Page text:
Have you received the gospel? Have you heard and understood that Christ died for your sins according to the scriptures? This subtle phrase indicates what we learn all through the Old Testament: that we are in need of a substitution for the ramifications of our sinfulness. Spiritual death is the result of our sinfulness and we have no hope of freedom from them except for God Himself to intervene in our lives. Christ’s burial is the next important factor here. As I was reading over this passage again I realized that His burial wasn’t just physical, it was also spiritual. I mentioned not too long ago about the realization I had that Jesus, according to the accounts of His life on earth, had the closest relationship with God the Father in comparison to everyone else recorded in the bible. Yet, while hanging on the cross and bearing the burden of our sinfulness, He felt abandoned by God. He felt separated and alone. So, although we focus on the story of the tomb with the big stone, the Roman guards, the angels, and the empty tomb on Easter Sunday, let us not forget to look past the physical and recognize His spiritual burial too. The final portion of this good news is His resurrection and appearance to all. As Daniel Harris discusses in his summer series, this is the part of the story that is unique to others and is important to recognize His victory over death, sin, and that He did it for us. What would be the point of appearing to others if it wasn’t?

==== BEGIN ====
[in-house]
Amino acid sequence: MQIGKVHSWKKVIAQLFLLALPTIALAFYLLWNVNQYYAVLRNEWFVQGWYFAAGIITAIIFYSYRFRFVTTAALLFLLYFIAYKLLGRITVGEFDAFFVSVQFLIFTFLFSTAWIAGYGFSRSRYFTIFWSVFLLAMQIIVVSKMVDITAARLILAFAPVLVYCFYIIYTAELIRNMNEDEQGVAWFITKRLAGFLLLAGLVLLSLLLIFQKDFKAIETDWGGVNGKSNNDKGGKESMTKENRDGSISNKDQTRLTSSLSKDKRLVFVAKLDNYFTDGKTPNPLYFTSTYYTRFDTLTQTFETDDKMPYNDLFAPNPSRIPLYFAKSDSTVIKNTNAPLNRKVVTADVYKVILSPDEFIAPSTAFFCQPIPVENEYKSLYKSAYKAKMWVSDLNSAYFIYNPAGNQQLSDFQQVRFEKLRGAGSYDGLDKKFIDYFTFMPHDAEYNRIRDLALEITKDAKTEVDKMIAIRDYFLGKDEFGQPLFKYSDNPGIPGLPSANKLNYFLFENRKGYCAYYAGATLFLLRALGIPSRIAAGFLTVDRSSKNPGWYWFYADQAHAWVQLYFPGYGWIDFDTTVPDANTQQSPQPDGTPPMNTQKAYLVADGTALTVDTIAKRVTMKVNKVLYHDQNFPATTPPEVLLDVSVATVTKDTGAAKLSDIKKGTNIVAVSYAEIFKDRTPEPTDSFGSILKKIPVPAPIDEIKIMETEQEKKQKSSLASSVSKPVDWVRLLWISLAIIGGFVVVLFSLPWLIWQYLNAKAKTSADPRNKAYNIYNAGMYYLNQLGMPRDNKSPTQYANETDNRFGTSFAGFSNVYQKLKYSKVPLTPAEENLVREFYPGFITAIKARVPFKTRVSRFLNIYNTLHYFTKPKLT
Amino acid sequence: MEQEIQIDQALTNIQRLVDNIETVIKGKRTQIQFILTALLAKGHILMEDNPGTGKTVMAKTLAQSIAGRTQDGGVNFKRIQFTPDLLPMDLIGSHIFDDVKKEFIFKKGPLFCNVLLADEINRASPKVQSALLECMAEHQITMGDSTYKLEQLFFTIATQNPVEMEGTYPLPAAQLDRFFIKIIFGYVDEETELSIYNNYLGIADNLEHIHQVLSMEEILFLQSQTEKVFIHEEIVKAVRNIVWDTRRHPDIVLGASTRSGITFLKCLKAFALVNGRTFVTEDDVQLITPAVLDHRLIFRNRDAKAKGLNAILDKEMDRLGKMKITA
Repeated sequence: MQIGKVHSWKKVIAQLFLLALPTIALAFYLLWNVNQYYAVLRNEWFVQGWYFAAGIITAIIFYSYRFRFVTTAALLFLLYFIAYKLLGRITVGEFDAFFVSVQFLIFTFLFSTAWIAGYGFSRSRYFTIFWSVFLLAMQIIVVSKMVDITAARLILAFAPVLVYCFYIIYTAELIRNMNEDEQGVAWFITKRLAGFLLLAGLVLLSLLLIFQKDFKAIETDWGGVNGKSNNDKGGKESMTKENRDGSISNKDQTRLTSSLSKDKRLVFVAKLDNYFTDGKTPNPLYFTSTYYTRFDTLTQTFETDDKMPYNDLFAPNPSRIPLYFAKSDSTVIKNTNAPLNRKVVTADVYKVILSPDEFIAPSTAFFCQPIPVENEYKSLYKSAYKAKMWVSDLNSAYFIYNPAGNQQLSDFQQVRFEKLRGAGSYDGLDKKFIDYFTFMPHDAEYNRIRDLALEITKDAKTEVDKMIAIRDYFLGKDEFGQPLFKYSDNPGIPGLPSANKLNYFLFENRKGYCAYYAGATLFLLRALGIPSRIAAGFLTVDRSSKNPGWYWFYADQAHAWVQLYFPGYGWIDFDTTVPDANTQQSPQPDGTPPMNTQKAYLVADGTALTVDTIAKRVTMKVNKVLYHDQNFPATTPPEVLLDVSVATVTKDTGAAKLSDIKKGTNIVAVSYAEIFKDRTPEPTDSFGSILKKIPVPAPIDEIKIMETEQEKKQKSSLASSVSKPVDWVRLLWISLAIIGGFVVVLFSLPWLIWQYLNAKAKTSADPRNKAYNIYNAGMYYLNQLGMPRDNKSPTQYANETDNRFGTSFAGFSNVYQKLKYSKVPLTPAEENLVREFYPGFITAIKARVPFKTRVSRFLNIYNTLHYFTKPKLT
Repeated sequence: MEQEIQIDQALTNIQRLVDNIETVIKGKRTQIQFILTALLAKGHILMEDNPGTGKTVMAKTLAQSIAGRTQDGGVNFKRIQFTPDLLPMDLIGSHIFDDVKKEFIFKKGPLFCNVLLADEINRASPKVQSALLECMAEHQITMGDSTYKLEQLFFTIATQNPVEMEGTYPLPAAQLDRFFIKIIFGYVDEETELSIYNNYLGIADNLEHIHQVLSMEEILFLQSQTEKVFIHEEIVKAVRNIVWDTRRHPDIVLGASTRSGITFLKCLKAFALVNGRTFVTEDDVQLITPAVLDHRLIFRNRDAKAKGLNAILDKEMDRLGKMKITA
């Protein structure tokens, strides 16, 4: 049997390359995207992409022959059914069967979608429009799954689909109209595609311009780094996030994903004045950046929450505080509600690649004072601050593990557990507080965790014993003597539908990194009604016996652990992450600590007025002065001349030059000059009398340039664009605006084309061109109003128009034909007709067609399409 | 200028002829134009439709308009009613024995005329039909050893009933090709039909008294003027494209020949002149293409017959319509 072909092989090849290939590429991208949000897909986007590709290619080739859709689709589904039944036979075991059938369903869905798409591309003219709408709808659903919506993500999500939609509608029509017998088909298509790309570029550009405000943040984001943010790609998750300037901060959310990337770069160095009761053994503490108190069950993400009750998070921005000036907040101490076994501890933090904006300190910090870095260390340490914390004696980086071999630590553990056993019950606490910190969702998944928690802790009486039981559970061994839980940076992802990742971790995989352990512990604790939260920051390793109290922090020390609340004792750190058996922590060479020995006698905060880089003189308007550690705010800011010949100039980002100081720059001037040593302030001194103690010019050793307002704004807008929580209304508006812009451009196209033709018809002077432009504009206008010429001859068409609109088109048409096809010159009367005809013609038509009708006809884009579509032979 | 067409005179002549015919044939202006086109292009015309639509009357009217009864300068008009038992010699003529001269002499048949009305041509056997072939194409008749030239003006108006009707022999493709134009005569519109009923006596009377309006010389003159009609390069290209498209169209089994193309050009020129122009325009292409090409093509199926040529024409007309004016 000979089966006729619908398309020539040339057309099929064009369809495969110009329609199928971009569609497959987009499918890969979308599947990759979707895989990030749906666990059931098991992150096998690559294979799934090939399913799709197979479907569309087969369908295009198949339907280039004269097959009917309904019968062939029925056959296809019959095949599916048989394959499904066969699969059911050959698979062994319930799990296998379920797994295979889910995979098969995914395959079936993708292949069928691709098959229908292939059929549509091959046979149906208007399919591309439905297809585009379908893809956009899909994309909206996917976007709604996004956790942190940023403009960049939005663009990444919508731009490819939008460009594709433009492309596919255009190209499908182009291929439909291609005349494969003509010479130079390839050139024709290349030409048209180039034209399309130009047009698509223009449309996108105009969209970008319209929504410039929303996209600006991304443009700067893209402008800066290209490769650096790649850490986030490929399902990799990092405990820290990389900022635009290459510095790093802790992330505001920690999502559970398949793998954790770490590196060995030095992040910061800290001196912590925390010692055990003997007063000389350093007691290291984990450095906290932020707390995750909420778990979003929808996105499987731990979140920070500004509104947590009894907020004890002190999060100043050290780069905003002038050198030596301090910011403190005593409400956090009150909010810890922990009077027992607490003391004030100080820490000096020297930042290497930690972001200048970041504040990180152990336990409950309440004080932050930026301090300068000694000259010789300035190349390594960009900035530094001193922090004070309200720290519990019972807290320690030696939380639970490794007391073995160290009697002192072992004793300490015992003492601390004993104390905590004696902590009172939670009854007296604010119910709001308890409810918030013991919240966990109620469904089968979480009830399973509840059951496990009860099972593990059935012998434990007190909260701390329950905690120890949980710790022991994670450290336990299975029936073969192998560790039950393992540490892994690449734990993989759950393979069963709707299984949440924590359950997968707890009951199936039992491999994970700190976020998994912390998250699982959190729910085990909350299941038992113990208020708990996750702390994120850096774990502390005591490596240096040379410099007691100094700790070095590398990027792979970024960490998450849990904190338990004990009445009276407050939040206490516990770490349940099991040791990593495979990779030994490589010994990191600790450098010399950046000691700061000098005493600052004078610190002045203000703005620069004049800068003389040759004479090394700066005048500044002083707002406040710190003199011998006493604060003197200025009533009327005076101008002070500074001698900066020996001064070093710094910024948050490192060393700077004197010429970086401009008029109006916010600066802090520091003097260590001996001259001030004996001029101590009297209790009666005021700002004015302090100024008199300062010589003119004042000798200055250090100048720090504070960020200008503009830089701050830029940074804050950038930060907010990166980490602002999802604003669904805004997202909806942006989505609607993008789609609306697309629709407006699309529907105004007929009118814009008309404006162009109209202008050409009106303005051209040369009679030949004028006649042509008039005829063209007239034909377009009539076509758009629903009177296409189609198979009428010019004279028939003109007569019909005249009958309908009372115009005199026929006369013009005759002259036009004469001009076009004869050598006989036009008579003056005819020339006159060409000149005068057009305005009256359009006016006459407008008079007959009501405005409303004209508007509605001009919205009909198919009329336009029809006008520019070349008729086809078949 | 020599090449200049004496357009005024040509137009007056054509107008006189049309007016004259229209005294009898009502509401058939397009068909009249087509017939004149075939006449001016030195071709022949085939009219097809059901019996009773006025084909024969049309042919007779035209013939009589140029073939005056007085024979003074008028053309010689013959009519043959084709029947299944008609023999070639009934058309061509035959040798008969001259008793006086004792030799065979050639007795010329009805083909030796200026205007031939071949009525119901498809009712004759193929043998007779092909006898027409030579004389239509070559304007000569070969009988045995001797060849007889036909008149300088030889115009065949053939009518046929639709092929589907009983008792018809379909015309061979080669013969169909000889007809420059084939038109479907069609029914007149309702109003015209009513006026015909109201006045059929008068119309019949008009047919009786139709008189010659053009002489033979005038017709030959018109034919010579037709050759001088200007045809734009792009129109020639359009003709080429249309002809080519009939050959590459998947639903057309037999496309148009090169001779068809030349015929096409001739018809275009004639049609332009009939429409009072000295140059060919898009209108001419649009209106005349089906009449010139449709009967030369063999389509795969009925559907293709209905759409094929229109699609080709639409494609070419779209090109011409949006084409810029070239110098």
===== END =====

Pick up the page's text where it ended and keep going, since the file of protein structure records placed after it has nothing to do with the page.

I suppose the biggest question that is asked about the gospel is, “how do we know this is true?” The battle between faith and science has turned up more and more questions and countless arguments about it. However, the intriguing part about it is that for those of us who believe, is it possible to unbelieve the work of the gospel? I have tried. I can’t deny its truth. I can pretend but deep down I know that this is true. I’m quite certain this is exactly how the apostles felt when they were murdered for their belief as well. This is what Paul is talking about when he says in which also you stand. The Corinthians hold fast to the message of the gospel, the work of Christ in their lives and their personal relationships with God as a result, because they have seen and experienced it firsthand. I’m convinced this is what Paul is “calling out” when he says unless you have believed in vain.